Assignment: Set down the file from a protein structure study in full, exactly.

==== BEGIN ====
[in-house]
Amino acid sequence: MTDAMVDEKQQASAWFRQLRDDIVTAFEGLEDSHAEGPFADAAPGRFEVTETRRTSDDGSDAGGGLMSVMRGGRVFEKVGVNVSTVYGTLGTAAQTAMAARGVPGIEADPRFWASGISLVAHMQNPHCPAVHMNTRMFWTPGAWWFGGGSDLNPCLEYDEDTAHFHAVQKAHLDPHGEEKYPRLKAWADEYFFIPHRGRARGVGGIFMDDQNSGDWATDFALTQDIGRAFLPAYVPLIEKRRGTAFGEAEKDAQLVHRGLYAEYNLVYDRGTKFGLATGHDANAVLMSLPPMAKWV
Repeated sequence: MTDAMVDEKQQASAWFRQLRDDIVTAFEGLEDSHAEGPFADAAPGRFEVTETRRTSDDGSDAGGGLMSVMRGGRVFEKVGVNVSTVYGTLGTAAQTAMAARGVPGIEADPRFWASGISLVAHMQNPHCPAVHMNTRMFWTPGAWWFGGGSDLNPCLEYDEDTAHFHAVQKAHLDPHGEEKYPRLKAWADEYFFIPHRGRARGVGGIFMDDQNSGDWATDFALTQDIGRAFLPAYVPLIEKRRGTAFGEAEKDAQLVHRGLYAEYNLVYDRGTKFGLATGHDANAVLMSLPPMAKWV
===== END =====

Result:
[in-house]
Amino acid sequence: MTDAMVDEKQQASAWFRQLRDDIVTAFEGLEDSHAEGPFADAAPGRFEVTETRRTSDDGSDAGGGLMSVMRGGRVFEKVGVNVSTVYGTLGTAAQTAMAARGVPGIEADPRFWASGISLVAHMQNPHCPAVHMNTRMFWTPGAWWFGGGSDLNPCLEYDEDTAHFHAVQKAHLDPHGEEKYPRLKAWADEYFFIPHRGRARGVGGIFMDDQNSGDWATDFALTQDIGRAFLPAYVPLIEKRRGTAFGEAEKDAQLVHRGLYAEYNLVYDRGTKFGLATGHDANAVLMSLPPMAKWV
Repeated sequence: MTDAMVDEKQQASAWFRQLRDDIVTAFEGLEDSHAEGPFADAAPGRFEVTETRRTSDDGSDAGGGLMSVMRGGRVFEKVGVNVSTVYGTLGTAAQTAMAARGVPGIEADPRFWASGISLVAHMQNPHCPAVHMNTRMFWTPGAWWFGGGSDLNPCLEYDEDTAHFHAVQKAHLDPHGEEKYPRLKAWADEYFFIPHRGRARGVGGIFMDDQNSGDWATDFALTQDIGRAFLPAYVPLIEKRRGTAFGEAEKDAQLVHRGLYAEYNLVYDRGTKFGLATGHDANAVLMSLPPMAKWV